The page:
This is good news. But a Chronicle of Higher Education article identifies a disconnect: employers aren’t so confident about graduates’ preparation. Employers want students to immediately apply skills on the job, but faculty may not be teaching specific work-related skills, such as running a meeting or writing memos—two examples from the Chronicle article.


  • Students of business communication certainly know how to write a memo—or more accurately, an email. What other skills should be included in a college curriculum for any major?

  • One argument is that employers are responsible for skills training, while the university teaches critical-thinking skills. What’s your view?

  • What report writing principles does the NSSE follow, and how could it be improved? Particularly analyze the charts and graphs, such as the one shown here.

White House Tweets Doctored Video

There is no love lost, as they say, between President Trump and CNN Correspondent Jim Acosta. Now, Acosta has been suspended from the White House because of what Press Secretary Sarah Sanders described as “a reporter placing his hands on a young woman just trying to do her job as a White House intern.”

However, Sanders posted a video that Storyful compared to C-SPAN’s, and a different story emerges. In the C-SPAN version, Acosta’s hand inadvertently touches the intern’s arm. The White House version omits three frames, misleading viewers to see more aggressive touching—a “chop.”

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A Wall Street Journal article and a Wired report show the videos frame by frame, side by side.

CNN posted that the news organization stands by Acosta, and Sanders tweeted that the White House stands by its decision.


  • One theory is that the White House obtained the doctored video from InfoWars, a conservative news organization. If this is true, should the White House staff have done a better job vetting the source?

  • Assuming the White House didn’t know the video was edited, what should they do or say now?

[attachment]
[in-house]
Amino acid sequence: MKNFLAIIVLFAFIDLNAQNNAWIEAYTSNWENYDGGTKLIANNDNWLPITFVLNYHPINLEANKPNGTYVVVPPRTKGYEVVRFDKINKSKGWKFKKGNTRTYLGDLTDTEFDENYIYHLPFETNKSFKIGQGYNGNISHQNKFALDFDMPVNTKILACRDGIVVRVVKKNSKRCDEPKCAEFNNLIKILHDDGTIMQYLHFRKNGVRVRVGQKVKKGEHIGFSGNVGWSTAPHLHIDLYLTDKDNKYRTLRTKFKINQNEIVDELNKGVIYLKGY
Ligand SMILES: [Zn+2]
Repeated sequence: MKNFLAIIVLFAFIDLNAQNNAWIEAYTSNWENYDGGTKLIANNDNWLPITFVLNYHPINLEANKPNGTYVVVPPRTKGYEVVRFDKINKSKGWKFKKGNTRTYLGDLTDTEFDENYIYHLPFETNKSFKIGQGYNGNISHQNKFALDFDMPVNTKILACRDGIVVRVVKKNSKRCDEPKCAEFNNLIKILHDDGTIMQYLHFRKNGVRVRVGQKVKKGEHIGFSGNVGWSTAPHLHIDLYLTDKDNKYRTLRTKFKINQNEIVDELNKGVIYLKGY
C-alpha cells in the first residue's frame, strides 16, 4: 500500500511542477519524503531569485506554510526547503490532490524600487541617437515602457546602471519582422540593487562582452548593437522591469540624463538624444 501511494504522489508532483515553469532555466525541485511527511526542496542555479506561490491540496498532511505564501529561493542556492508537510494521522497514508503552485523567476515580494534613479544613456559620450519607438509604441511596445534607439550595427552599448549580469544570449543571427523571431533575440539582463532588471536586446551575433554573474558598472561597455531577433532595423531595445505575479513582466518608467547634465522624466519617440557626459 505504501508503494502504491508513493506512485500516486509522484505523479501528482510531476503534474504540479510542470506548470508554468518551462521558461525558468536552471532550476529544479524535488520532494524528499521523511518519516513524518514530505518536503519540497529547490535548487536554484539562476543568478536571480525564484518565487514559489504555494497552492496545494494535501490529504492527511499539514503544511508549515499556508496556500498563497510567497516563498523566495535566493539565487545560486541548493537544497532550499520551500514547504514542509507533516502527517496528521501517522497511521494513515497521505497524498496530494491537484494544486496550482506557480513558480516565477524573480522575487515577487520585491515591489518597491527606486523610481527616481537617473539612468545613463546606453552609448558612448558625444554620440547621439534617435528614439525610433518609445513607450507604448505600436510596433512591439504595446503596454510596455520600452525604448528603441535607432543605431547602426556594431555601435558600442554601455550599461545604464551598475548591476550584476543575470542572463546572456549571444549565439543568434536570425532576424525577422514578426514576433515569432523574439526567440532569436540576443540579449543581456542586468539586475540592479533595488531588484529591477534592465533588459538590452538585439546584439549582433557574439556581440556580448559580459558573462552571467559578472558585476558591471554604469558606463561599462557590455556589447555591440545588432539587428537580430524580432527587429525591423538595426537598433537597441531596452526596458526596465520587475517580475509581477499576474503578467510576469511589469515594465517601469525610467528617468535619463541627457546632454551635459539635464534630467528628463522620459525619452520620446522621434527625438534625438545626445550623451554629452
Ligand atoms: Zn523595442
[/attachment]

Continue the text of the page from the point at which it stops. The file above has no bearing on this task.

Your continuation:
• Analyze the unedited video. What, if any, responsibility does Acosta have for the incident?

  • #MicrophoneMeghan is trending. Who’s responsible for the (probably) unwanted attention?

University of Maryland President Resigns


Following a report about a student death, University of Maryland President Wallace D. Loh will resign. Loh had apologized for the loss of Jordan McNair, a football player who died during rigorous training. A Washington Post article quotes the McNair’s attorney about the apology:

Hassan Murphy, the McNair family’s attorney, said Loh “remains the only person thus far in this process who has accepted moral and legal responsibility and has spoken from his heart about what happened.”

“If the university will not do right by Jordan, we promise to explore every possible avenue that will,” Murphy added.

Since then, an investigation uncovered deep issues with the athletics program and a culture of silence: “problems festered because too many players feared speaking out.” An independent committee presented its findings and recommendations in a 200-page report.

Rick Court, the former strength-and-conditioning coach, was terminated, but the athletics director and football coach will remain in their positions. Despite Loh’s recommendation, the University regents encouraged Loh to allow Coach DJ Durkin to return after his suspension. According to the Post article, Loh was permitted to stay at the university through June 2019 only if Durkin stayed on.